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What is a Slipped Disc?

Your doctor diagnosed you with a slipped disc. What does that mean? Will you need surgery? Learn more about this condition with this quick breakdown.

mri - what is a slipped disc

Disc Anatomy

Your spine is made up of a column of bones, from your the base of your skull to your tailbone. In between each bone in this “column” is a soft gelatine-like disc that acts as a shock absorber. It allows you to bend, twist, and move without the bones of the spine rubbing against each other. In addition to the bones (vertebrae) and discs there are ligaments, muscles, nerves, and other soft tissues in and around the spine. When something disrupts the delicate balance or position of one of these components, it can cause pain.

Each inter-vertebral disc is made up of a gelatenous substance. The outer wall of each disc is a membrane, keeping the gelatenous material in place.

What is a Slipped Disc?

When the inner gelatenous material seeps through the outer ring of the disc, this is called a slipped disc. (This can also be referred to as a herniated disc or ruptured disc.)

What are the Symptoms of a Slipped Disc?

Some individuals have a slipped disc and don’t realize it as they have no pain or symptoms. Others can have extreme pain and discover the herniated disc after being examined by a doctor and imaging tests. The amount and type of pain can also vary from person to person.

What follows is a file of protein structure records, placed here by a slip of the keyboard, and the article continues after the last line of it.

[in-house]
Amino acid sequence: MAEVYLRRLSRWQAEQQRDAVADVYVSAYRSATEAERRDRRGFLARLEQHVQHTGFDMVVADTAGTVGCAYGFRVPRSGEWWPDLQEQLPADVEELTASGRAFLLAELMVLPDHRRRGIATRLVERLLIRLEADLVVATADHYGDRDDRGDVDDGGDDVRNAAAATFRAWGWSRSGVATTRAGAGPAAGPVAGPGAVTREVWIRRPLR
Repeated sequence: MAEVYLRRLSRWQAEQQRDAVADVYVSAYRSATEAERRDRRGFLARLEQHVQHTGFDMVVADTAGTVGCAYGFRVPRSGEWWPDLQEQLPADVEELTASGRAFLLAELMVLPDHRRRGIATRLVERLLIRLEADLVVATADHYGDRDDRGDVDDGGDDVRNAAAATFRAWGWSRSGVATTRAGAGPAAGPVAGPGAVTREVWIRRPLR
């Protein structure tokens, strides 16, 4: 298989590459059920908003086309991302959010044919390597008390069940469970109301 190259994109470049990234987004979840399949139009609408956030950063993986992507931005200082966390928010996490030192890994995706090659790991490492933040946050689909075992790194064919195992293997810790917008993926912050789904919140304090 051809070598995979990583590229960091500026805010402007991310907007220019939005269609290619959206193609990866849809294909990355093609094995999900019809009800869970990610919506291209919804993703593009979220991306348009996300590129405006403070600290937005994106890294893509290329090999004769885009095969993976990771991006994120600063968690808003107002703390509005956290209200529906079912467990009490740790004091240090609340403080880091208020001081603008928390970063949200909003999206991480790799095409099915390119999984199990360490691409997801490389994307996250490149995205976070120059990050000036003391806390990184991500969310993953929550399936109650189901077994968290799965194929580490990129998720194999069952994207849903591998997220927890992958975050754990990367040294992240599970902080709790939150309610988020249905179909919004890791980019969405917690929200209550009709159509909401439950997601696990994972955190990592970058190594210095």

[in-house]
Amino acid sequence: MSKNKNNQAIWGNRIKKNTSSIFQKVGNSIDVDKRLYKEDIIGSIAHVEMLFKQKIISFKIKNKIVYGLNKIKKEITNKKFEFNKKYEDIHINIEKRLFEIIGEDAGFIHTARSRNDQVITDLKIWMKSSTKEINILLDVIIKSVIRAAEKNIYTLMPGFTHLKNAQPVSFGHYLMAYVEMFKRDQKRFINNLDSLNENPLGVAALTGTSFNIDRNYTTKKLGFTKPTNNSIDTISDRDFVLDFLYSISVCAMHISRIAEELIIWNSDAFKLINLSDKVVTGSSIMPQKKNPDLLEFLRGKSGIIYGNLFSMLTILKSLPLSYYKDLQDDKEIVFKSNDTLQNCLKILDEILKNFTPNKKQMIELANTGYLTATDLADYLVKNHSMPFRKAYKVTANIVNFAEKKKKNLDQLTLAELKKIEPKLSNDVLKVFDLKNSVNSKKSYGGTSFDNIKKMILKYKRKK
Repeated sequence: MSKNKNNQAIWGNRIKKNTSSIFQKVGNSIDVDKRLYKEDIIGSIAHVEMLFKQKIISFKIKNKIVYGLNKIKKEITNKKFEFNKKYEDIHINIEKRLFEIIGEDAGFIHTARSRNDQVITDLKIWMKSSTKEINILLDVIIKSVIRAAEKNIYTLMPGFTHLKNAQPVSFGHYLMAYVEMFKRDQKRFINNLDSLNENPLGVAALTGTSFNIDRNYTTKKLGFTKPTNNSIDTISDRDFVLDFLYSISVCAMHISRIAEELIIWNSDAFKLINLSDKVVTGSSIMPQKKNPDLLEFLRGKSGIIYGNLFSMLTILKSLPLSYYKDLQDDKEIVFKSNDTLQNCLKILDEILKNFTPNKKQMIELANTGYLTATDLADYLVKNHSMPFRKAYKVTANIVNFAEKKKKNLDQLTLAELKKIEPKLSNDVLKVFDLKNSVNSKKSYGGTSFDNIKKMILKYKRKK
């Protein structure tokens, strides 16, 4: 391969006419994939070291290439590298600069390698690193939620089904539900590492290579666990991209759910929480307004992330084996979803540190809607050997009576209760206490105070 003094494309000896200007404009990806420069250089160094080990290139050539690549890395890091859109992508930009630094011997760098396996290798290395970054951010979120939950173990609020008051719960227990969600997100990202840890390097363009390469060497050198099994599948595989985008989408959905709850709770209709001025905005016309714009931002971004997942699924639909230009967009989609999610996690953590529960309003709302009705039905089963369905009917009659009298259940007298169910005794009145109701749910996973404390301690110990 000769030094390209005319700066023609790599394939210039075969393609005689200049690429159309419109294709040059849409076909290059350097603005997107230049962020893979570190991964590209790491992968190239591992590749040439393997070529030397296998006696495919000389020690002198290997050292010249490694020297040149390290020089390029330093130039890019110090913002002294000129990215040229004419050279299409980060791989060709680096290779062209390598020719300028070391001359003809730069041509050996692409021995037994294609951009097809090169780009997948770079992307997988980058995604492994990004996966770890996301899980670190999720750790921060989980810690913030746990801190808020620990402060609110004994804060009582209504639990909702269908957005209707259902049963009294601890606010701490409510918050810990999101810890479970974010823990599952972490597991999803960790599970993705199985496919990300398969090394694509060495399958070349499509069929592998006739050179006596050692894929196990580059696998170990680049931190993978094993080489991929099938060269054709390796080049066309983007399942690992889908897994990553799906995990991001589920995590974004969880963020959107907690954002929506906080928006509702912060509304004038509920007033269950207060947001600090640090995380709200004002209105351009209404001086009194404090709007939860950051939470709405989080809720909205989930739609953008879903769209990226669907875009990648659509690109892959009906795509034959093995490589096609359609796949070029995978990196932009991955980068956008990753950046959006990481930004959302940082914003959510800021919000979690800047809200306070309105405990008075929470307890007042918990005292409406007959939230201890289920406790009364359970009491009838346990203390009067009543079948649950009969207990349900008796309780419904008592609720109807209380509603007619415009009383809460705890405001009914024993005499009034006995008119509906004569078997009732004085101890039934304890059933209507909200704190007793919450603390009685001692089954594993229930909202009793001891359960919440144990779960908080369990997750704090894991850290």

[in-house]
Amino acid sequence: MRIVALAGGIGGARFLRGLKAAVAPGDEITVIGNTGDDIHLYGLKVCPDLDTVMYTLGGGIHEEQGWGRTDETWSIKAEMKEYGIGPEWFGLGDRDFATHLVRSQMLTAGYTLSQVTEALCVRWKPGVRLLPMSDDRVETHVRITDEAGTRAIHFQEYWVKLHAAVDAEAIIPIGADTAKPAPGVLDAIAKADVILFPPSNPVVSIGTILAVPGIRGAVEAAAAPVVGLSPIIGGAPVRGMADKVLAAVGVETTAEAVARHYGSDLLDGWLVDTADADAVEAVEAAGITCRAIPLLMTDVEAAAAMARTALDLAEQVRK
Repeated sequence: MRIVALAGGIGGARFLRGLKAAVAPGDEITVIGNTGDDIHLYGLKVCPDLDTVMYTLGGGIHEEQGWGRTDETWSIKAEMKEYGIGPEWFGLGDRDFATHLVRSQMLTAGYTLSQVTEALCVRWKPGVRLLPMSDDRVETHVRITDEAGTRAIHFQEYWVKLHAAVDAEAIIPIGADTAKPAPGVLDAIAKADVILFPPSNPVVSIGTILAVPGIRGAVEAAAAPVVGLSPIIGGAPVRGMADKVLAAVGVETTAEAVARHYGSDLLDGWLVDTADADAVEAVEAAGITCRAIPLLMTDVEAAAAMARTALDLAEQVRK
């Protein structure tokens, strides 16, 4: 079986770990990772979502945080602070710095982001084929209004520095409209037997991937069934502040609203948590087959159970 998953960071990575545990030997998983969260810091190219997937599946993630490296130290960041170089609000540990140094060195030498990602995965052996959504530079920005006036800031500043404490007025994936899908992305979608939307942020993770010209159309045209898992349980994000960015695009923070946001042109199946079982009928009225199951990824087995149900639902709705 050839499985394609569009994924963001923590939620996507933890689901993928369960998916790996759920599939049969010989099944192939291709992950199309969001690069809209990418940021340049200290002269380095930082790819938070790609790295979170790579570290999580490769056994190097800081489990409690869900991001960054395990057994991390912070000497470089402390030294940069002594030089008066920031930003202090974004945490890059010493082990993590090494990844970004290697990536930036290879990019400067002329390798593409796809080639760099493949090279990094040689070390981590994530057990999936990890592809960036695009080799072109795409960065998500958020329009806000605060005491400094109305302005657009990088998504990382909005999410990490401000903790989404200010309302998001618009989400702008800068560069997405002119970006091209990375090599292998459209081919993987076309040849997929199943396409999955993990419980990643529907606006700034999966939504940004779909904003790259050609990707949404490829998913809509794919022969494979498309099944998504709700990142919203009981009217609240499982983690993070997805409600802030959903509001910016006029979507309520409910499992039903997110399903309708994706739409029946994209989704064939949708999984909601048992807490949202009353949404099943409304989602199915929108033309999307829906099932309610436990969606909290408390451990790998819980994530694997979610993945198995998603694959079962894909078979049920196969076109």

If the herniated disc puts pressure on one of the sensitive nerves in or around the spinal column, a person may feel sharp pains in the area of the disc or radiating away from the source. When shooting pains occur down a leg this is often referred to as sciatica. Too much pressure on the nerves can result in tingling, weakness, and numbness in the extremities. (Note: If you experience numbness in an extremity you should seek medical attention immediately.) In addition, some people find it difficult to move in certain positions when they have a slipped disc.

Typical Treatments

Minor cases of slipped disc can resolve themselves on their own. To treat the pain temporarily the doctor may recommend anti-inflammatory medication, exercise or physical therapy.

In more severe cases, or when there is risk of permanent neurologic damage, surgery may be recommended. However, the majority of the time this is not necessary.




*Please Note: Information on this site or any recommended sites should not be used as a diagnosis or a substitute for talking with your doctor. Always talk with your doctor about diagnosis and treatment information.
Blue Distinction Center for Spine Surgery